What I want I take/What I don't I break/And I don't want you/With a flick of my knife/I can change your life/There's nothin' you can doAlongside trying desperately to make David Starkey's remarks on last Friday's Newsnight appear innocuous and not racist, his apologists seem to be telling us that he raised a serious issue that must be addressed: there is a criminal sub-culture that originated in the black community, and white kids are now involved in it. Oh noes! We must address this now that white kids are joining in!
What I want I stash/What I don't I smash/And you're on my list/Dead or alive/I got a .45/And I never miss - The music destroying our youth
First of all, just to get this out of the way before we go on, we have no idea what sort of music the people rioting last week listened to. Nobody was going round with a clipboard, taking a survey.
Young people in the UK, black, Asian and white, listen to all sorts of different kinds of music and are parts of all sorts of different overlapping cliques. Hip-Hop is just one of many musical genres kids might dip into, along with things like R&B, that crappy dance music they always play in my bloody gym and so on.
To assume that the white kids rioting last week were a bunch of mini Ali G's, you have to adopt a kind of circular argument, starting with your conclusion.
But let's leave the riots aside for a minute, since this is an important issue and we cannot let political correctness get in the way of us discussing it. Should we be worried about white working class kids being subsumed by black culture and therefore becoming violent?
Probably not, eh?
People have wrung their hands at what it is that makes young people, especially young working class people, oh-so-violent and rebellious for at least as long as humans have been on the planet. In the last couple of decades this has ended up being expressed as a moral panic about anything that's remotely new, music or otherwise, and people decide that's to blame. It could be heavy metal, punk, rock and roll, video nasties, video games, Dungeons and Dragons, the internet and on and on and on. In the 1950s some numpty in the States decided it was comic books.
But it seems that every generation, there's a criminal youth subculture that should make us noisily defecate at the mere sight of a young person, often based around a musical scene. Teddy boys, mods and rockers, punks, metallers. Even new romantics, although the fear there wasn't so much that they were criminal and violent, and more that they might be gay.
Oh-so-unhealthy lyrics about violence and materialism and tunes that demean women are not exclusive to black culture, or even particularly new. When I was a teenager, my record collection was filled with swaggering garbage about battering people to death with hammers. In the 70s, Elton bloody John sang about how brilliant it is to have a fight on a Saturday.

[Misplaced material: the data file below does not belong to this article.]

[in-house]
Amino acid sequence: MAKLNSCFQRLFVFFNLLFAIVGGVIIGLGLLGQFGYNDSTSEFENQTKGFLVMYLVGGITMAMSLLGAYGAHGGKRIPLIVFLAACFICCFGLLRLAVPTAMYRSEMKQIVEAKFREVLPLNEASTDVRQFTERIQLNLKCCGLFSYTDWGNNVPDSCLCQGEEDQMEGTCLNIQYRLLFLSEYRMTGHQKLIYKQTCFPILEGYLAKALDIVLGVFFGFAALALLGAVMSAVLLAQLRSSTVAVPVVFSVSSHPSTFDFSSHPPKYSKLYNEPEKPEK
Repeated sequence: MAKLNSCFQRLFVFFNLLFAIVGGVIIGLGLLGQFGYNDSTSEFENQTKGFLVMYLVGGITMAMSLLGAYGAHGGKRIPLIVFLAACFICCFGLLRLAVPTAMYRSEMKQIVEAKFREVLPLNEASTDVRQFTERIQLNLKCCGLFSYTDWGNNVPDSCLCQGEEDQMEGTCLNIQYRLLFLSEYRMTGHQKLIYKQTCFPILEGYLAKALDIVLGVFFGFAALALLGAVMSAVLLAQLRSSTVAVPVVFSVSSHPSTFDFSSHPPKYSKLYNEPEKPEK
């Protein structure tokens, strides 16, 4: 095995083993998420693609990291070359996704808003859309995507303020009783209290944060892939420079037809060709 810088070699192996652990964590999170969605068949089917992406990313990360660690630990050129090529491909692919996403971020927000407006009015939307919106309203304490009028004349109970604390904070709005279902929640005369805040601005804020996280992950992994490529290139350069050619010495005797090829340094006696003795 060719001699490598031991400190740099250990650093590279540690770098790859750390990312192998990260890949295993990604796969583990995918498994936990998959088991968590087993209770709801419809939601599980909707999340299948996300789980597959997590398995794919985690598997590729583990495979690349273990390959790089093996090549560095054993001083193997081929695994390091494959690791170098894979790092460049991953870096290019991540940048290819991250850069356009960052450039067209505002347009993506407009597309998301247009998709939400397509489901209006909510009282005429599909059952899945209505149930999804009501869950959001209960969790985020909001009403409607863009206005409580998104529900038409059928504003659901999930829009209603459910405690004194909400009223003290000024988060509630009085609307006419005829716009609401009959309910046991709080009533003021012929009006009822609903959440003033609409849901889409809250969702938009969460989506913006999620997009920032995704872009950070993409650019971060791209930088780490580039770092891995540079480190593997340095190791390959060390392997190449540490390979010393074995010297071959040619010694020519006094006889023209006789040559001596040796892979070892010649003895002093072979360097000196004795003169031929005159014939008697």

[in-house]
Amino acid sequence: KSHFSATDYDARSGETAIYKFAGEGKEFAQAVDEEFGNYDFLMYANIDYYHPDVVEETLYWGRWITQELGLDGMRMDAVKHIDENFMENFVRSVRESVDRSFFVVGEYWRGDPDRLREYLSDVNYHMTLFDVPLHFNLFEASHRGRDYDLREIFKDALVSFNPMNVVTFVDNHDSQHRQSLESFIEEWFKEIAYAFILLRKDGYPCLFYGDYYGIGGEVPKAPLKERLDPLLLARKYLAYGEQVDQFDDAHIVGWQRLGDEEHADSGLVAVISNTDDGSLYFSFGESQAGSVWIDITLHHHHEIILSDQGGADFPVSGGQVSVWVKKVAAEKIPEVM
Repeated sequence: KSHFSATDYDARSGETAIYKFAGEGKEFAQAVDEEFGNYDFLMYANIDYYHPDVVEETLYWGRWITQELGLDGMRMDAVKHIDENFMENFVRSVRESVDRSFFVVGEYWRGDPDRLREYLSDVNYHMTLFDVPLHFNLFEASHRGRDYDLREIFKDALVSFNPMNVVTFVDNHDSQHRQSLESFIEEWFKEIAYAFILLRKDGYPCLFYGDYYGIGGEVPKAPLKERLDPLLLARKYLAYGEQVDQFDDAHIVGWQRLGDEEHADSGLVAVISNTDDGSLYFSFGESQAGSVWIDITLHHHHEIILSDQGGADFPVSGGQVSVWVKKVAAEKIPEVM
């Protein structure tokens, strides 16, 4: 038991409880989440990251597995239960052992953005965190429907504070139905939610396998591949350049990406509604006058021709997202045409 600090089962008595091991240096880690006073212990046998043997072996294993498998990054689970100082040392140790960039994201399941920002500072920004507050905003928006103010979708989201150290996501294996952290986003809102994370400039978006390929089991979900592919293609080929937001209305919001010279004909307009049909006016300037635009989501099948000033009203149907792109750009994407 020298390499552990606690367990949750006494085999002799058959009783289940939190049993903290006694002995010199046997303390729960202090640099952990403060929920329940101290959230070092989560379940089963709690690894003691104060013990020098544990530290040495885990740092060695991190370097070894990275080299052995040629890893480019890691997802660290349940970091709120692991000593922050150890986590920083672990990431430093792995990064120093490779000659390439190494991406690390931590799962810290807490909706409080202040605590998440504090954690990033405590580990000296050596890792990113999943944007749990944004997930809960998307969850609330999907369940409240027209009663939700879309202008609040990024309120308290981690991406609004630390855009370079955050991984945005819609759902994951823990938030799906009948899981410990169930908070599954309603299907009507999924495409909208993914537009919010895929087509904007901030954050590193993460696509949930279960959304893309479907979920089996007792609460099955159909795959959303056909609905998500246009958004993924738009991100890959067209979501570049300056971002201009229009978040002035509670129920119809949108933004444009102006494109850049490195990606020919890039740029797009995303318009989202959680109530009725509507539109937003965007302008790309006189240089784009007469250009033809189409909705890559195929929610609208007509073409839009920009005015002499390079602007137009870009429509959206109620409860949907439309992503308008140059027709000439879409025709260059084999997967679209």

Jesus, in the 80s these scary bruisers had a hit about big talk being cheap talk unless you're backing it up and one called 'Dirty, Rotten, Filthy, Stinking Rich':
|Nothing says 'tough' like a blowdried poodle perm.|
But it's not just music. There's a whole subculture of glorifying crime and violence these kids are part of. A whole black subculture. You can tell from the accents and slang of white kids who are becoming black. Just listen to them! This is new, right?
Not really. Adults have been worried about and threatened by young people's slang for at least as long as they've been worried about what makes young people so violent and rebellious.
Anthony Burgess wrote 'A Clockwork Orange' in 1962, an expression of fear of feral, violent youths, written in their initially almost indecipherable slang of English portmanteau words mixed with words from Eastern European languages. There's a cracking scene towards the end of the book where Alex, the violent young narrator, is horrified to encounter a younger person speaking in a slang he doesn't quite get. People were nervous about how they couldn't understand young people and why they were so violent and lawless forty years ago.
Before the Windrush even landed on these shores, working class people in London used rhyming slang, which was possibly invented to fool detectives who were listening in on you creating your nefarious criminal plans. For a hundred years, white working class people in London spoke in a way that was influenced by criminality.
Something I can remember from when I was a kid are the letters sent to 'Points of View' by pearl-clutching posh parents, complaining that 'Grange Hill' was influencing their children to speak like working class people. Oh, the horror!